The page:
Cytomegalovirus Vaccine

5 Jun

Although cytomegalovirus (CMV)  produces an  uncommon mononucleosis-like syndrome in  immunocompetent patients, its potential effects  in the  newborn and  immunocompromised patient can  be devastating. Congenital CMV is the  most  com- mon  intrauterine infection in the  United States, and  an  esti- mated 8000  American infants  develop neurologic or  fatal complications each  year because of this disease (281).  This infection represents a common problem for HIV-infected per- sons,  typically leading to  neurologic syndromes or  retinitis. CMV  is  also  the  most  significant infectious agent in  organ transplant recipients, and  is often  a factor in graft rejection. Hematopoietic stem cell  transplant  recipients are  immuno- compromised for a period of time and  may develop progressive CMV infection (282). Over  two-thirds of transplant recipients develop CMV  infection or  reactivation within 4  months of transplantation (212). CMV is further described in Chapter 3.

Several types of CMV vaccines are  currently under eval- uation. The  first of these is the  live  attenuated Towne  strain vaccine, which was  first developed in the  mid-1970s. Clinical studies in seronegative renal allograft recipients showed that the  vaccine did not prevent infection, but  significantly reduced the incidence of severe disease by approximately 85% (283,284). Another study evaluated the effect of CMV vaccine in prevent- ing child-to-mother transmission of CMV acquired in daycare centers (285). The  infection rate for vaccinated mothers was no different than placebo, while  naturally seropositive moth- ers  were  protected. These disappointing results showed that the  Towne  strain vaccine did  not  induce immunity as  effec- tively as  natural infection. Concerns continue to focus on the use of a live virus that constitutes a major risk in a transplant patient. Current work  is underway to develop improved ver- sions  of the  Towne  strain vaccine (286,287).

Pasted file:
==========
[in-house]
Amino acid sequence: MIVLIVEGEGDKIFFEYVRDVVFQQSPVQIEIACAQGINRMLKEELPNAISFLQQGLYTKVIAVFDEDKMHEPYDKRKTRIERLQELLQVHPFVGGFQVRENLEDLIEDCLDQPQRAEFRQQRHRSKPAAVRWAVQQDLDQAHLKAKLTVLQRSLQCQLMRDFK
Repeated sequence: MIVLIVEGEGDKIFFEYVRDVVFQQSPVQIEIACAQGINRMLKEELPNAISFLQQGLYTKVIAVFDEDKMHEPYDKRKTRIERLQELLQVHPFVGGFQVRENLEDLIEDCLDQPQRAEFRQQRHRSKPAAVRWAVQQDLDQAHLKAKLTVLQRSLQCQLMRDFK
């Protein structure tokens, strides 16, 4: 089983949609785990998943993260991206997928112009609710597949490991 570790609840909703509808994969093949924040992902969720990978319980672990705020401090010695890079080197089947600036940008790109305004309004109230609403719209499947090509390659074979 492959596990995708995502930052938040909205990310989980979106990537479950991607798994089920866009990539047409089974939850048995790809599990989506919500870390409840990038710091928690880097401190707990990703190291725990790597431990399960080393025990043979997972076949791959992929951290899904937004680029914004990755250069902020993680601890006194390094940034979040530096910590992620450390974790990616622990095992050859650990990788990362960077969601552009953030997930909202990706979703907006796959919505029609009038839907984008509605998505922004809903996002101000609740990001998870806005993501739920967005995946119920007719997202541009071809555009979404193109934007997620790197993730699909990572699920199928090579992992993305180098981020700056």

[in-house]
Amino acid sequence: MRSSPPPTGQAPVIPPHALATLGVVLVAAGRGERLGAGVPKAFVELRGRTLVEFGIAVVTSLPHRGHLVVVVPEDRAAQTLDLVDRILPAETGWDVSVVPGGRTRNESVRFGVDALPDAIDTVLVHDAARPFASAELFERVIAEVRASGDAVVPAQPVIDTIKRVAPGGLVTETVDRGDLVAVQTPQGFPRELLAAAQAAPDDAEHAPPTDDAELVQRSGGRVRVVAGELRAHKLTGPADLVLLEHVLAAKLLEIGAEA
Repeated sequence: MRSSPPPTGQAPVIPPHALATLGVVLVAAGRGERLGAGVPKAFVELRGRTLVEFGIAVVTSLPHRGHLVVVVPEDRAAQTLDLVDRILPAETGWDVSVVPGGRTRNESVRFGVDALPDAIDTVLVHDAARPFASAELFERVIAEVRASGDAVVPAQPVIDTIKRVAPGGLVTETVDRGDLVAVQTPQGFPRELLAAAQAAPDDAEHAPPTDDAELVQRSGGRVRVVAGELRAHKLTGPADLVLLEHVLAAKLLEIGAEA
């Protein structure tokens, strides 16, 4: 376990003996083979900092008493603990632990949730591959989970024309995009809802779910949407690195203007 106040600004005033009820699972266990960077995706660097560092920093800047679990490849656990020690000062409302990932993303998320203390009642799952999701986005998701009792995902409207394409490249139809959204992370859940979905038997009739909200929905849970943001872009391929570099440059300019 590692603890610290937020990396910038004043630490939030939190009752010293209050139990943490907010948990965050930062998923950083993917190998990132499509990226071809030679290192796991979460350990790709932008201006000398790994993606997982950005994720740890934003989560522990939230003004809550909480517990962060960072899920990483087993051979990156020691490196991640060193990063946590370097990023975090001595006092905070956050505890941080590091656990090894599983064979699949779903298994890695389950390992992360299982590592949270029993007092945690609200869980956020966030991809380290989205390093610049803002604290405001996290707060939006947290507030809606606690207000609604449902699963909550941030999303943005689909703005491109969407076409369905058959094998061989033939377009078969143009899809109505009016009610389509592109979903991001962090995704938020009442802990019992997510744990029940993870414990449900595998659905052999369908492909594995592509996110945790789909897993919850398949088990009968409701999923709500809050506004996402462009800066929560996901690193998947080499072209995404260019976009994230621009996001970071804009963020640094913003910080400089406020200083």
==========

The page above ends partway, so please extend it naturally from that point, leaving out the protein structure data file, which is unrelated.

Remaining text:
Subunit glycoprotein B (gB) vaccines that circumvent the use  of viral vectors have also  been  evaluated for CMV immu- nization. This  approach may  use  full-length proteins that are incorporated into  a cell as endogenous proteins. CMV gB can be combined with an  adjuvant called MF59  and, in one trial, stimulated the  neutralizing antibody for at least 12 months (288).  Clinical studies of the  vaccine in healthy toddlers and adults have shown good  immune response, but  neutralizing antibodies rapidly declined in the 6 months following the third dose (289,290). A fourth dose in adults led to higher antibody levels, though titers declined again in 6 months (290). Further long-term data on  this study is  not  yet  available. A clinical vaccine efficacy  study in  mothers is  currently underway to evaluate the  effects   on  the  antibody response (291).  The canarypox-gB recombinant  vaccine has  been  developed and evaluated as  a  candidate CMV  vaccine. Initial trials have demonstrated a weak antibody response after multiple doses, but additional studies are currently evaluating its potential as a  primer for  boosting of subsequent Towne  strain injections (292). Normal CD8+ cytotoxic T lymphocyte response to CMV involves a few proteins that could  be candidates for vaccines (282). Polysaccharide nanoparticles may be useful in stimulat- ing  CMV-specific TH   cells  and  CMV-specific CD8+  cytotoxic T lymphocytes. This  system is promising in that it is nonviral. It remains to be tested in  humans to determine efficacy  (282). Other potentially hopeful avenues for CMV vaccines include DNA plasmids (293), an HLA-restricted peptide-based vaccine (294), and  lipopeptides.

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